Presidential Power: The Power of Persuasion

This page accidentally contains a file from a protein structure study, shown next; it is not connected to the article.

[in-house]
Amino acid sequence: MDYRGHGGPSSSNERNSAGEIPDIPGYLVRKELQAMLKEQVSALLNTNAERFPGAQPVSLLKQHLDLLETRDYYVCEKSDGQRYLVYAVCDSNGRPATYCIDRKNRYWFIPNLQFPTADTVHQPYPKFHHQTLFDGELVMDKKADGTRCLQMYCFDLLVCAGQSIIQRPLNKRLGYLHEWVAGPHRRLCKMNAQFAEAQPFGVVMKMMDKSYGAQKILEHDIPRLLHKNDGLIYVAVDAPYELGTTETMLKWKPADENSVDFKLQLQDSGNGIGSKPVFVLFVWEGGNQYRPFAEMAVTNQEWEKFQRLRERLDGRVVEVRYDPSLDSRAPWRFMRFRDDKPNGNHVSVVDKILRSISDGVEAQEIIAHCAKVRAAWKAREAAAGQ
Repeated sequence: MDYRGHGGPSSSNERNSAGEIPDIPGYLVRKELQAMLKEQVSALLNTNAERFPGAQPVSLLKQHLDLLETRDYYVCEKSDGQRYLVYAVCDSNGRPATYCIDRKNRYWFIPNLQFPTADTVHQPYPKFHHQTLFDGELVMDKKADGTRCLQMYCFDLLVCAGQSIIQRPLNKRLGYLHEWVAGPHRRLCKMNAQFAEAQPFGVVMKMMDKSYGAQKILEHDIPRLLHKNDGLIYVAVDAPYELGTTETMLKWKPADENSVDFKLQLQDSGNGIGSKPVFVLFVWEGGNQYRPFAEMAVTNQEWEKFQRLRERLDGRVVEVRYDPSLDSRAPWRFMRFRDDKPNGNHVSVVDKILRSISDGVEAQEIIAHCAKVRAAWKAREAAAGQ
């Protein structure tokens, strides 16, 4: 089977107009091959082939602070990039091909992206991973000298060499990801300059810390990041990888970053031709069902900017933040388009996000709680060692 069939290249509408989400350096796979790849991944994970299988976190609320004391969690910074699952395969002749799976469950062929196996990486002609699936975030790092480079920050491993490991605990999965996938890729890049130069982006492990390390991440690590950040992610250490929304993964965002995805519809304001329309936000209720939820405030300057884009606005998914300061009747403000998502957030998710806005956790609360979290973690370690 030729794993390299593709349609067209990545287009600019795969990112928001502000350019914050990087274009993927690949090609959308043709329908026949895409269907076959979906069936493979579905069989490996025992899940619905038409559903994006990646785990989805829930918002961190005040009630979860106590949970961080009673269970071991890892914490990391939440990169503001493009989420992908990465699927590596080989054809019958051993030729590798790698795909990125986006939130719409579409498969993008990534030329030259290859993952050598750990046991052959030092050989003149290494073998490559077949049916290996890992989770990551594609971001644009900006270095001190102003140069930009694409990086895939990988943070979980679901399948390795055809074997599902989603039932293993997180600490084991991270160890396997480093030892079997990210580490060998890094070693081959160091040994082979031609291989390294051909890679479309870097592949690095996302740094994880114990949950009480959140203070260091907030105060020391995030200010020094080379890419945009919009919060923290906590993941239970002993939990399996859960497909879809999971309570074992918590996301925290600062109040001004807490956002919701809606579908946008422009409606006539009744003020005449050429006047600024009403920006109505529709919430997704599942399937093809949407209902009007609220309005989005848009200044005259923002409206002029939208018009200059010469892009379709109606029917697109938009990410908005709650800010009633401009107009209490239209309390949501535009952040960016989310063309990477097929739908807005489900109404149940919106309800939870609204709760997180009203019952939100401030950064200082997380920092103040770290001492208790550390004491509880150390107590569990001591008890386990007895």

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Presidential Power: The Power of Persuasion Political scientists have continually searched for methods that explain presidential power and success derived from using that power effectively. Five different approaches have been argued including the legal approach, presidential roles approach, Neustadtian approach, institutional approach, and presidential decision-making approach. The legal approach says that all power is derived from a legal authority (U.S. Constitution). The presidential roles approach contends that a president’s success is derived from balancing their role as head of state and head of government. The Neustadtian approach contends that “presidential power is the power to persuade“ (Neustadt, p. 11). The institutional approach contends that political climate and institutional relations are what determines presidential power. The last approach, decision-making, provides a more psychological outlook that delves into background, management styles, and psychological dispositions to determine where a president’s idea of power comes from. From all of these, it is essential to study one at a time in order to analyze the major components of each approach for major strengths and weaknesses. The approach focused on in this analysis will be the Neustadtian approach; a theory presented in Neustadt’s seminal work entitled Presidential Power and the Modern Presidents. Also up for analysis is an article by Matthew Kerbel, a follower of the Neustadtian approach who provides empirical analysis that substantiates Neustadt’s work. The first three chapters of Neustad’s work lays out his persuasionary principle of presidential power. Each chapter provides major points that are essential to his theory. For instance, chapter one i... ... middle of paper ... ...tadt has created a viable theory for the modern presidents to think about and use to their advantage. Presidents can also look at the case studies found in Kerbel’s article and see how disastrous inflexibility will be to the president‘s policy agenda. The reason this theory is so viable is because it is so hard to argue against a concept so simple as a power to persuade. In addition, people seem to adhere to the simplest principle that explains presidential power best. References Kerbel, Matthew R. (1993). An Empirical Test of the Role of Persuasion in the Exercise of Presidential Power. Presidential Studies Quarterly, 23 (2), pp. 347-361. Neustadt, Richard E. (1990). Presidential Power and the Modern Presidents: The Politics of Leadership from Roosevelt to Reagan (Rev. ed.). New York: The Free Press.
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